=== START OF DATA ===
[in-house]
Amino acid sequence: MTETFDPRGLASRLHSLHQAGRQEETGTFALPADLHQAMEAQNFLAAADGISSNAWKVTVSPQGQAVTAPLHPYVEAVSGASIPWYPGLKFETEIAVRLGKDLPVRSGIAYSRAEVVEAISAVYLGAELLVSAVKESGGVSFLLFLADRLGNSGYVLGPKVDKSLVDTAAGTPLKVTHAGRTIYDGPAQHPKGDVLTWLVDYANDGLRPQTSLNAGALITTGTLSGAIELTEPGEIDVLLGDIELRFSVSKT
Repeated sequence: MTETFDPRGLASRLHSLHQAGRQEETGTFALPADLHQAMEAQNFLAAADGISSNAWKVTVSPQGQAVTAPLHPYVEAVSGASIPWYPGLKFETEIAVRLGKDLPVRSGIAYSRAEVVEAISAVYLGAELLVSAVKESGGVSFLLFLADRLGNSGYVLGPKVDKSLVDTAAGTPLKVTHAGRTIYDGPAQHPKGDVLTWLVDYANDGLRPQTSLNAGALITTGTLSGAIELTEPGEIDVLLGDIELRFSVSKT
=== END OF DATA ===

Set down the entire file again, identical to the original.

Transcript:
[in-house]
Amino acid sequence: MTETFDPRGLASRLHSLHQAGRQEETGTFALPADLHQAMEAQNFLAAADGISSNAWKVTVSPQGQAVTAPLHPYVEAVSGASIPWYPGLKFETEIAVRLGKDLPVRSGIAYSRAEVVEAISAVYLGAELLVSAVKESGGVSFLLFLADRLGNSGYVLGPKVDKSLVDTAAGTPLKVTHAGRTIYDGPAQHPKGDVLTWLVDYANDGLRPQTSLNAGALITTGTLSGAIELTEPGEIDVLLGDIELRFSVSKT
Repeated sequence: MTETFDPRGLASRLHSLHQAGRQEETGTFALPADLHQAMEAQNFLAAADGISSNAWKVTVSPQGQAVTAPLHPYVEAVSGASIPWYPGLKFETEIAVRLGKDLPVRSGIAYSRAEVVEAISAVYLGAELLVSAVKESGGVSFLLFLADRLGNSGYVLGPKVDKSLVDTAAGTPLKVTHAGRTIYDGPAQHPKGDVLTWLVDYANDGLRPQTSLNAGALITTGTLSGAIELTEPGEIDVLLGDIELRFSVSKT